Microsoft exec challenges AT&T on consumer appeal of advanced features
By Michael Grotticelli -- Broadcasting & Cable, 6/17/2001 8:00:00 PM
In the wake of AT&T's decision to scale back deployment of advanced set-tops, Microsoft is challenging AT&T's assessment that consumers aren't eager for advanced services.
Working with AT&T's Broadband division, in which it invested $5 billion, Microsoft had put most of its Microsoft TV R&D efforts behind advanced features to take advantage of Motorola's high-powered DCT-5000. When the cable giant said it would deploy only less-featured (and less expensive) boxes, Microsoft was left to rethink that development.
Ed Graczyk, director of Microsoft TV Platform Group, urges network operators to think about the future instead of short-term goals.
"An advanced platform gives you the ability to make money on new services that you can't do on the lower-end platforms," he says. Services like broadband data and home networking, in addition to a richer level of services for things like gaming and electronic program guides (EPGs), are limited on the DCT-2000 box from Motorola, he says.
Many in the media have blamed a delay in the delivery of Microsoft's interactive software for A&T's decision, but Graczyk says that his company's software is being deployed internationally and that other U.S. operators have announced plans to move forward with other companies' advanced software.
He cites the recent deployment of the Ultimate TV platform on Samsung set-tops in Globo Cabo in Brazil and others, but he names no U.S.-based cable customers at this point (Charter Communications is said to be experimenting with the Microsoft TV platform).
"The market has changed, specific to AT&T, and that's why they're re-evaluating their position," he says. "There are other network operators that are moving aggressively with deployment of an advanced set-top box. We're ready to go when they're ready to go.
"We still feel the advanced platform is the one that is going to bring the biggest return on investment for the operator," he adds.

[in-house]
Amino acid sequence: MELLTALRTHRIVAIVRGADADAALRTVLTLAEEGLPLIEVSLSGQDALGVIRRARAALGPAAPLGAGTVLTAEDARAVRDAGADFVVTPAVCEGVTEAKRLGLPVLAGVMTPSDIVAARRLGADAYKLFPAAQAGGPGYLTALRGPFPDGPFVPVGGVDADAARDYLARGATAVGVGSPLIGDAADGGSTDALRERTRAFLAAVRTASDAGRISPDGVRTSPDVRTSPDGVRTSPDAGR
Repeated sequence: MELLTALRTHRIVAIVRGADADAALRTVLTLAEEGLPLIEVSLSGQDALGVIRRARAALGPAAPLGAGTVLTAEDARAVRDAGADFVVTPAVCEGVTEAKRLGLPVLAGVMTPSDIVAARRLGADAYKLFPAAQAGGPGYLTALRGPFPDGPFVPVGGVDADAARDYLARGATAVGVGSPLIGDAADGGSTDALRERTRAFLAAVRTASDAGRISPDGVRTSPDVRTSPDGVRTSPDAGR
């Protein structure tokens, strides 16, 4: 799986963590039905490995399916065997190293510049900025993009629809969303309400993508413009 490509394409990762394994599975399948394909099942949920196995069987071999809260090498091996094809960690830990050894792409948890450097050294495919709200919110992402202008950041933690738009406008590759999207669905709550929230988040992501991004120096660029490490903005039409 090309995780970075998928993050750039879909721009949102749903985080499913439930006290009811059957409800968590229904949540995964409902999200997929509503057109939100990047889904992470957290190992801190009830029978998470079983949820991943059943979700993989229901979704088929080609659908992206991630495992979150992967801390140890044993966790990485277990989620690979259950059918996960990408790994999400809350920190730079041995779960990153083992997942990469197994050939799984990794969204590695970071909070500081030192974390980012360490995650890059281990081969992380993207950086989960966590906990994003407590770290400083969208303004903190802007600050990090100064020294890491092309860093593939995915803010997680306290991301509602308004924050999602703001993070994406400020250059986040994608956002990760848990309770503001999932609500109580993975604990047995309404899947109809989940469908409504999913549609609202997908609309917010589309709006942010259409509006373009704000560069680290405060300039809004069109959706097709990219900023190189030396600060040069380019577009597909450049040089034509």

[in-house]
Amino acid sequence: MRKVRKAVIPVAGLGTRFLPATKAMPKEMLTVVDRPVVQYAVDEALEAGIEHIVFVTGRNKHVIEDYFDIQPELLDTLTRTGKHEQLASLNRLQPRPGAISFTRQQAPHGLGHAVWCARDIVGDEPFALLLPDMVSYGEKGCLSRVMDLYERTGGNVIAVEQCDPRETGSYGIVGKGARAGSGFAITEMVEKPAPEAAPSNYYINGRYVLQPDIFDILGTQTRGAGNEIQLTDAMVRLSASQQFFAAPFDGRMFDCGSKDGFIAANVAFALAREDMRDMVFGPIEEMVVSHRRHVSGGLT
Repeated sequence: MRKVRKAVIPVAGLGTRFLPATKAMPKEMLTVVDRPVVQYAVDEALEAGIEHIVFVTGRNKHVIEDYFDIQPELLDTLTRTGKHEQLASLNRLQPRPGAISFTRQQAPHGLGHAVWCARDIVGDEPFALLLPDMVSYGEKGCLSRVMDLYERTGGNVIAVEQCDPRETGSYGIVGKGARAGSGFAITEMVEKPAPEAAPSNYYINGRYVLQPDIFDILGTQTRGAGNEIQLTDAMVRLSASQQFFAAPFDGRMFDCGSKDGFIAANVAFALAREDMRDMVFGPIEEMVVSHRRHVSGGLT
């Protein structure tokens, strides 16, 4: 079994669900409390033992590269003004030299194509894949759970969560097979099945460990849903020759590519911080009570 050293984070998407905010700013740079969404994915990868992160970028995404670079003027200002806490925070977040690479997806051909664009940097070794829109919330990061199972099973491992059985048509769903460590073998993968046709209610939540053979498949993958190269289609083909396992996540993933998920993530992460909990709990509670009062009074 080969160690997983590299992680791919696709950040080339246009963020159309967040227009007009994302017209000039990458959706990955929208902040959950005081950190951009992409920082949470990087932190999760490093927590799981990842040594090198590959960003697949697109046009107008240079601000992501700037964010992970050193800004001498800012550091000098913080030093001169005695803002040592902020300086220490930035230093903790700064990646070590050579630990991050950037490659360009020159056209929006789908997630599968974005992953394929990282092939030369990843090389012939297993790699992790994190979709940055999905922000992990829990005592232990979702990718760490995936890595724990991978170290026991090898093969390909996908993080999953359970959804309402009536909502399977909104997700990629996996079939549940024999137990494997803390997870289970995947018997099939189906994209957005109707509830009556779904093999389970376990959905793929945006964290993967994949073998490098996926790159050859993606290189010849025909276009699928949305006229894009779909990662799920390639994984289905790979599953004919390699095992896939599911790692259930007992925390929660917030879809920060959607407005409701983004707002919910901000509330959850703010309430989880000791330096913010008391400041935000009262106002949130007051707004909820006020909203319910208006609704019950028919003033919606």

Graczyk acknowledges that currently deployed "thin client" boxes can accommodate basic applications, and, in fact, Microsoft offers several options for cable operators building out with these boxes. The options includes a basic software package and the company's Access Channel Server, a software application that enables delivery of interactive services and various Windows-based content to set-top boxes.
In announcing their revised set-top strategy, AT&T spokespeople cited several test markets in which consumers were not using advanced features like digital video recording and Web access via a built-in DOCSIS modem. AT&T's Tracy Baumgartner says it doesn't make sense to invest in the more advanced boxes when, so far, few subscribers are willing to pay for the interactive services. In some test markets, though, both DVR and Web access showed promise, she notes.
Graczyk says he sees great interest in interactive features from both consumers and cable operators. "I think part of the challenge is how you define 'interactive service,'" he says. "People are definitely interested in EPGs and enhanced broadcasting. For us, interactive TV is moving forward in the U.S., and we're right in the thick of it."
Discussing the DVR category, into which Ultimate TV falls, Graczyk notes that the marketing challenge in educating consumers needs to be addressed. "In general, consumers still do not know what a DVR is."
Along with DVR functionality, Ultimate TV also integrates two channel tuners, a satellite receiver, interactive TV decoder and Web browser in one box.
Citing Microsoft's $5 billion investment in AT&T, Graczyk notes that the company still feels strongly about working with AT&T and will work hard to develop software that the MSO wants to develop for a "mid-level" box.
"The investments are not about specific products," he stresses. "We're not a near-term–focused company."
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